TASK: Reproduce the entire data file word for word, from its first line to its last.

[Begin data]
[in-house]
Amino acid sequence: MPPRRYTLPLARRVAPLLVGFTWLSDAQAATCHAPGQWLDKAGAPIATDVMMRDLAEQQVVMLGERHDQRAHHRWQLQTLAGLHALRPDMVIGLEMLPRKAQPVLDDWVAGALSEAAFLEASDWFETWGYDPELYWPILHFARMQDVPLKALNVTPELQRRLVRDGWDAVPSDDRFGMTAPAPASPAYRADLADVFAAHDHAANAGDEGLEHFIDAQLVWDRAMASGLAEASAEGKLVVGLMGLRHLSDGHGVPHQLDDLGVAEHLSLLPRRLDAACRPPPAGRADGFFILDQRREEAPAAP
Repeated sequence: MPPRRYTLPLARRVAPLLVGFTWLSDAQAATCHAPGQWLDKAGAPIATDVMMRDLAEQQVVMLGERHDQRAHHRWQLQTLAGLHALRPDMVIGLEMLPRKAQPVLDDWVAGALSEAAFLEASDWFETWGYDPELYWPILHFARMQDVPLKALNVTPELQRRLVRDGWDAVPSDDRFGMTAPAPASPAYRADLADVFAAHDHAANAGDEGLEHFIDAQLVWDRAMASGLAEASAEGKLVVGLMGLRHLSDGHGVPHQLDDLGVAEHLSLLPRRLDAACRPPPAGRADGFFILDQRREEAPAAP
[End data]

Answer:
[in-house]
Amino acid sequence: MPPRRYTLPLARRVAPLLVGFTWLSDAQAATCHAPGQWLDKAGAPIATDVMMRDLAEQQVVMLGERHDQRAHHRWQLQTLAGLHALRPDMVIGLEMLPRKAQPVLDDWVAGALSEAAFLEASDWFETWGYDPELYWPILHFARMQDVPLKALNVTPELQRRLVRDGWDAVPSDDRFGMTAPAPASPAYRADLADVFAAHDHAANAGDEGLEHFIDAQLVWDRAMASGLAEASAEGKLVVGLMGLRHLSDGHGVPHQLDDLGVAEHLSLLPRRLDAACRPPPAGRADGFFILDQRREEAPAAP
Repeated sequence: MPPRRYTLPLARRVAPLLVGFTWLSDAQAATCHAPGQWLDKAGAPIATDVMMRDLAEQQVVMLGERHDQRAHHRWQLQTLAGLHALRPDMVIGLEMLPRKAQPVLDDWVAGALSEAAFLEASDWFETWGYDPELYWPILHFARMQDVPLKALNVTPELQRRLVRDGWDAVPSDDRFGMTAPAPASPAYRADLADVFAAHDHAANAGDEGLEHFIDAQLVWDRAMASGLAEASAEGKLVVGLMGLRHLSDGHGVPHQLDDLGVAEHLSLLPRRLDAACRPPPAGRADGFFILDQRREEAPAAP